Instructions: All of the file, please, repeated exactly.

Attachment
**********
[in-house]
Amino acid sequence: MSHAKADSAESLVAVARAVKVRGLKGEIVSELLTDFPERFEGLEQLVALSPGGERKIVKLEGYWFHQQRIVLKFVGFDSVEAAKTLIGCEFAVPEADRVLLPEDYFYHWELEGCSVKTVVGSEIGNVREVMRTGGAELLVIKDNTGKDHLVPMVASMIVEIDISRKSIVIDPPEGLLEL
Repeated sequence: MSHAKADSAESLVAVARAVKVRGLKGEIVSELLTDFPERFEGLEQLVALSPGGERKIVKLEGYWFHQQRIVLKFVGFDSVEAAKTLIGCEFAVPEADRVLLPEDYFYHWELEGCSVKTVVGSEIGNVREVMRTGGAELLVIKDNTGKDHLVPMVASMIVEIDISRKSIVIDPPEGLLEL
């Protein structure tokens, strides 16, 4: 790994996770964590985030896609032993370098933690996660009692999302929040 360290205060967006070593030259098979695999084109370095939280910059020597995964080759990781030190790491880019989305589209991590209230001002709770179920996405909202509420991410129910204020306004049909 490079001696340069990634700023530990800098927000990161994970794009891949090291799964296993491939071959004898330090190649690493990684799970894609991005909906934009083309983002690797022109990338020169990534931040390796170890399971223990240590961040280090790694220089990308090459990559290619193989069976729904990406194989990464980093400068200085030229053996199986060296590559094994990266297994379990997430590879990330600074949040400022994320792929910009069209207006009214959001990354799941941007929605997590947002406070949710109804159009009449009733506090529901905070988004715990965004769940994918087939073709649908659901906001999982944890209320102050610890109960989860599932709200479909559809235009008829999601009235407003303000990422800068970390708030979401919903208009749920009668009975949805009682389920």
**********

[in-house]
Amino acid sequence: MSHAKADSAESLVAVARAVKVRGLKGEIVSELLTDFPERFEGLEQLVALSPGGERKIVKLEGYWFHQQRIVLKFVGFDSVEAAKTLIGCEFAVPEADRVLLPEDYFYHWELEGCSVKTVVGSEIGNVREVMRTGGAELLVIKDNTGKDHLVPMVASMIVEIDISRKSIVIDPPEGLLEL
Repeated sequence: MSHAKADSAESLVAVARAVKVRGLKGEIVSELLTDFPERFEGLEQLVALSPGGERKIVKLEGYWFHQQRIVLKFVGFDSVEAAKTLIGCEFAVPEADRVLLPEDYFYHWELEGCSVKTVVGSEIGNVREVMRTGGAELLVIKDNTGKDHLVPMVASMIVEIDISRKSIVIDPPEGLLEL
């Protein structure tokens, strides 16, 4: 790994996770964590985030896609032993370098933690996660009692999302929040 360290205060967006070593030259098979695999084109370095939280910059020597995964080759990781030190790491880019989305589209991590209230001002709770179920996405909202509420991410129910204020306004049909 490079001696340069990634700023530990800098927000990161994970794009891949090291799964296993491939071959004898330090190649690493990684799970894609991005909906934009083309983002690797022109990338020169990534931040390796170890399971223990240590961040280090790694220089990308090459990559290619193989069976729904990406194989990464980093400068200085030229053996199986060296590559094994990266297994379990997430590879990330600074949040400022994320792929910009069209207006009214959001990354799941941007929605997590947002406070949710109804159009009449009733506090529901905070988004715990965004769940994918087939073709649908659901906001999982944890209320102050610890109960989860599932709200479909559809235009008829999601009235407003303000990422800068970390708030979401919903208009749920009668009975949805009682389920």